Ringworm vs. Eczema

Medically Reviewed on 6/13/2023

What is ringworm? What is eczema?

Ringworm and eczema both cause itchiness.
Ringworm and eczema both cause itchiness.

Ringworm is a common fungal infection of the skin (ringworm is also termed tinea or dermatophytosis), and the different types of ringworm are named for the location of the rash on the body (for example, tinea corporis [arm and/or leg], scalp [tinea capitis]). These infections were originally termed ringworm because they form circular rashes (rings) with redness and itchiness. Hair loss may occur.

Eczema is a skin condition (dermatitis) in which patches of skin become dry, rough, and inflamed with blisters that are itchy and cause scratching, bleeding, and typically have no obvious cause. Eczema is also termed atopic dermatitis and has subtypes like contact dermatitis, dyshidrotic eczema, stasis dermatitis, and neurodermatitis. It is a chronic skin disease that usually begins in babies (infants and toddlers) and can continue into adulthood. In many individuals, the cause is unknown. Stages of eczema are termed acute, subacute, and chronic.

What are the causes and risk factors for ringworm and eczema?

About 40 different fungal species can cause ringworm. Signs and symptoms appear about 4-14 days after exposure to the fungus. Ringworm is contagious. Risk factors include direct contact with an individual (or animal) infected with the fungus or indirect contact by sharing clothing or towels with someone infected.

Other risk factors include contact sports like:

  • Wrestling
  • Walking barefoot in a locker room
  • Close contact with animals
  • Wearing tight clothing

In contrast to ringworm, the cause of eczema is unknown, although researchers suggest risk factors such as family history, genetics, skin colonization with S. aureus, reduced exposure to childhood diseases, and a hot climate are risk factors to trigger the disease or a flare-up. Eczema is not contagious.


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How do signs and symptoms of ringworm differ from those of eczema?

  • Eczema usually has no ring formation on the skin in contrast to ringworm.
  • The groin and axillary regions are spared in eczema but are not spared in certain ringworm infections (for example, tinea cruris or "jock itch").
  • Ringworm is contagious, but eczema is not.
  • Eczema has incessant pruritis (chronic severe itching sometimes with a burning sensation) that can trigger uncontrolled scratching. This is the major sign of the disease. Eczema patches on the skin are usually not in a ring formation and are leathery.

What tests do doctors use to diagnose ringworm and eczema?

Ringworm may be presumptively diagnosed by simply observing the skin lesions. If a black light is used, the fungi will glow (fluoresce). Skin scrapings may be used to microscopically confirm the presence of fungi or be used to culture and identify fungi.

Eczema is diagnosed essentially the same way as ringworm to rule out infections. Some doctors may do a serum IgE level to support the diagnosis of eczema.

How do treatments and home remedies for ringworm differ from those for eczema?

Treatments of ringworm are directed at curing the infection. Treatments depend on the location of the body and the severity of the infection.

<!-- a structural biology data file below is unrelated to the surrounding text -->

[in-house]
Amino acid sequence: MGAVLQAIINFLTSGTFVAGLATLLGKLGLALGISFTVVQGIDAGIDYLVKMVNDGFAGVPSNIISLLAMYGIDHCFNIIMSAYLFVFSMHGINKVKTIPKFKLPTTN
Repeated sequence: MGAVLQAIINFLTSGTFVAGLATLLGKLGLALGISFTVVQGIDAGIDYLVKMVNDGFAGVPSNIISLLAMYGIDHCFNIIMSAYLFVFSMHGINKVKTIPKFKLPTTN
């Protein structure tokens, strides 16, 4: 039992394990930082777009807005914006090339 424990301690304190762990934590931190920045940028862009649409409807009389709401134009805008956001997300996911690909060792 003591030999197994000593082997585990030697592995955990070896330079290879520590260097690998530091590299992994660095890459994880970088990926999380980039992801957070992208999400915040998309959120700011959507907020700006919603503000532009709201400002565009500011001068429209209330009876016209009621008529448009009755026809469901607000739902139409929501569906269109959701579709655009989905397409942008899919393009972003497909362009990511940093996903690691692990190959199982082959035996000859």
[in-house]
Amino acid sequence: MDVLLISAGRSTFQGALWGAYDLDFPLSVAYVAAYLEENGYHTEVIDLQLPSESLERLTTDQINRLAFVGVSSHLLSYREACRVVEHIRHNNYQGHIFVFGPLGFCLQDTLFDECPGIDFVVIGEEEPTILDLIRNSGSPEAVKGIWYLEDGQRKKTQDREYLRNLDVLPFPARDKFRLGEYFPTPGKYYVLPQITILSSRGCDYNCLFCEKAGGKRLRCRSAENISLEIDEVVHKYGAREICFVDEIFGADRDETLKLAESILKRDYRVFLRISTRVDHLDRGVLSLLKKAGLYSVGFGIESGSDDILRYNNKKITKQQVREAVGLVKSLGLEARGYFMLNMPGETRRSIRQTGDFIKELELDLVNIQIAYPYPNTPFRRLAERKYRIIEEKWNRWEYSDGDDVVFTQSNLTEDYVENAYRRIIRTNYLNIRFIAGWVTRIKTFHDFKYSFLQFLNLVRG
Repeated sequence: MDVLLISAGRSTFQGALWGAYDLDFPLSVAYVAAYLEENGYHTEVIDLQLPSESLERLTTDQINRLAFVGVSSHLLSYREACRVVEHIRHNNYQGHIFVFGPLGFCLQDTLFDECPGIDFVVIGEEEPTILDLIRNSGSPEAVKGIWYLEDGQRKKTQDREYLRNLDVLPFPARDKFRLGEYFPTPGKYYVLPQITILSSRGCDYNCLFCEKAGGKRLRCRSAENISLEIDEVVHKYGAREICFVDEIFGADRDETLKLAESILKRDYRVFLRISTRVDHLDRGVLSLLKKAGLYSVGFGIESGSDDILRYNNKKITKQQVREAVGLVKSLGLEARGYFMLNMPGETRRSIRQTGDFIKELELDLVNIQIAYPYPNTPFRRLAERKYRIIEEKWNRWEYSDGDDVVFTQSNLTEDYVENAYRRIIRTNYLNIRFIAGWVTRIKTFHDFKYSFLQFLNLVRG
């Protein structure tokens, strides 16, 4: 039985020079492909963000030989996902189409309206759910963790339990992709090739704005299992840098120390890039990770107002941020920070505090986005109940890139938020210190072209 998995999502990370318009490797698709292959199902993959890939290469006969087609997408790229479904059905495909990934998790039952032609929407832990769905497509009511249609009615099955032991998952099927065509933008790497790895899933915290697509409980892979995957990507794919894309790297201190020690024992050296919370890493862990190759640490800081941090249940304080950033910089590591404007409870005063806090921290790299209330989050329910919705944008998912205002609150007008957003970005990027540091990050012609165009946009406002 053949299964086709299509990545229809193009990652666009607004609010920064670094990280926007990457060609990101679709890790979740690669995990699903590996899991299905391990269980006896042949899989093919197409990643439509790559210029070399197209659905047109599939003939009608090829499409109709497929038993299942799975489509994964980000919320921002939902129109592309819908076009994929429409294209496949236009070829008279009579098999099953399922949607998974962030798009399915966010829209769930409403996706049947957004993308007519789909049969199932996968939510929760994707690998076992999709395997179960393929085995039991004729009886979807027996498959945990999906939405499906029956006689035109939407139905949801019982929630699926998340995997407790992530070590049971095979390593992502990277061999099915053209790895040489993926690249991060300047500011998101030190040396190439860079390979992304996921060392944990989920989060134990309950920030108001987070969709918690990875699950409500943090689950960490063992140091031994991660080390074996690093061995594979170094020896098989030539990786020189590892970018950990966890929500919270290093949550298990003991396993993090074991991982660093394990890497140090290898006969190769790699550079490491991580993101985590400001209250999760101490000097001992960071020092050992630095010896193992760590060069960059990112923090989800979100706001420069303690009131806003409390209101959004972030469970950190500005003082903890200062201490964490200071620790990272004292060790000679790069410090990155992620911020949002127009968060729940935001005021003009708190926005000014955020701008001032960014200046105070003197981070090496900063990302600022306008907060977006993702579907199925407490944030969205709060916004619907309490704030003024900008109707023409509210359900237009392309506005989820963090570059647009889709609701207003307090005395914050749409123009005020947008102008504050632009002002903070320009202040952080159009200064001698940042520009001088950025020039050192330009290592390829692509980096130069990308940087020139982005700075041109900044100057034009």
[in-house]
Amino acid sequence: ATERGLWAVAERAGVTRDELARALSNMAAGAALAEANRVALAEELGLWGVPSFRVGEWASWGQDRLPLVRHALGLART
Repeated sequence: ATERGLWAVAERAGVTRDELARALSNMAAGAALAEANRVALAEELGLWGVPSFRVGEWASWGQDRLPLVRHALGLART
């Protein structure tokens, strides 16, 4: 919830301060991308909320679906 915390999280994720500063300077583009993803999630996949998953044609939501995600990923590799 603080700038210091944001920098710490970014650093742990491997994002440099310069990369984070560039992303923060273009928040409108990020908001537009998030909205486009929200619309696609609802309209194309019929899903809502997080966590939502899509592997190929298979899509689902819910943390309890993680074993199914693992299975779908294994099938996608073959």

Eczema treatments do not cure the disease but are geared to reduce symptoms and/or complications of the disease.

  • Topical creams and ointments may contain corticosteroids, tacrolimus, pimecrolimus, or crisaborole.
  • Dupilumab (injection) may also be used to modulate immune system function.
  • Some creams claim to improve the skin's barrier function and are used in combination with other drugs like topical steroids.
  • In addition, antihistamines may reduce pruritis, and antibiotics and antifungals may treat the skin lesions if infected.
  • Phototherapy (UVB light) may also reduce eczema symptoms in some patients.

What is the prognosis for ringworm and eczema?

The prognosis of ringworm is excellent when treated appropriately. Ringworm is curable.

The prognosis ranges from good to fair for eczema. Some individuals may get flares of this disease over their lifetime, but treatments can reduce the symptoms. There is no cure for eczema.

Is it possible to prevent ringworm and eczema?

It is possible to prevent and reduce the risk of ringworm infections through the following:

  • Avoiding direct contact with an infected individual
  • By not sharing towels and other personal items with others
  • Washing your hands after handling pets
  • Wearing loose clothing
  • Staying hydrated

Athletes in contact sports should shower immediately after the activity and should not share sports gear like helmets. Reduce your eczema risk by the following:

  • Avoiding any substances that trigger symptoms
  • Taking all medication as prescribed
  • Moisturizing your skin
  • Avoiding sudden changes in temperature and humidity (may use a humidifier)
  • Reducing stress
  • Use of fragrance-free cleaners
  • Wearing protective gloves and clothing if you handle chemicals

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Medically Reviewed on 6/13/2023
Kim, Brian S. "Atopic dermatitis." Medscape. July 27, 2022. <https://emedicine.medscape.com/article/1049085-overview>.

United States. CDC. "About Ringworm." February 26, 2021. <https://www.cdc.gov/fungal/diseases/ringworm/definition.html>.